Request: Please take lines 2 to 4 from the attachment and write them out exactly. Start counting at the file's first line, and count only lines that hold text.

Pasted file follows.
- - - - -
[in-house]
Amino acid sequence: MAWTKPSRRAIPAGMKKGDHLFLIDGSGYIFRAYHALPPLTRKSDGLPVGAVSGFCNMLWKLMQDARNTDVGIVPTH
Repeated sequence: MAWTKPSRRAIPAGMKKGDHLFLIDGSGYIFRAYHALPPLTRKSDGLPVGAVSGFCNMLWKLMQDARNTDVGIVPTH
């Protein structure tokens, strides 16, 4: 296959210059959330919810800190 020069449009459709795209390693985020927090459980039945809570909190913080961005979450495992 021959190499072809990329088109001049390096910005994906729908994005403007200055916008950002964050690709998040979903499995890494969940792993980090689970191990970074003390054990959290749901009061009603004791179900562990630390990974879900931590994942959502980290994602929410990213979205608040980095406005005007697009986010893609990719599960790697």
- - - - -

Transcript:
Amino acid sequence: MAWTKPSRRAIPAGMKKGDHLFLIDGSGYIFRAYHALPPLTRKSDGLPVGAVSGFCNMLWKLMQDARNTDVGIVPTH
Repeated sequence: MAWTKPSRRAIPAGMKKGDHLFLIDGSGYIFRAYHALPPLTRKSDGLPVGAVSGFCNMLWKLMQDARNTDVGIVPTH
């Protein structure tokens, strides 16, 4: 296959210059959330919810800190 020069449009459709795209390693985020927090459980039945809570909190913080961005979450495992 021959190499072809990329088109001049390096910005994906729908994005403007200055916008950002964050690709998040979903499995890494969940792993980090689970191990970074003390054990959290749901009061009603004791179900562990630390990974879900931590994942959502980290994602929410990213979205608040980095406005005007697009986010893609990719599960790697």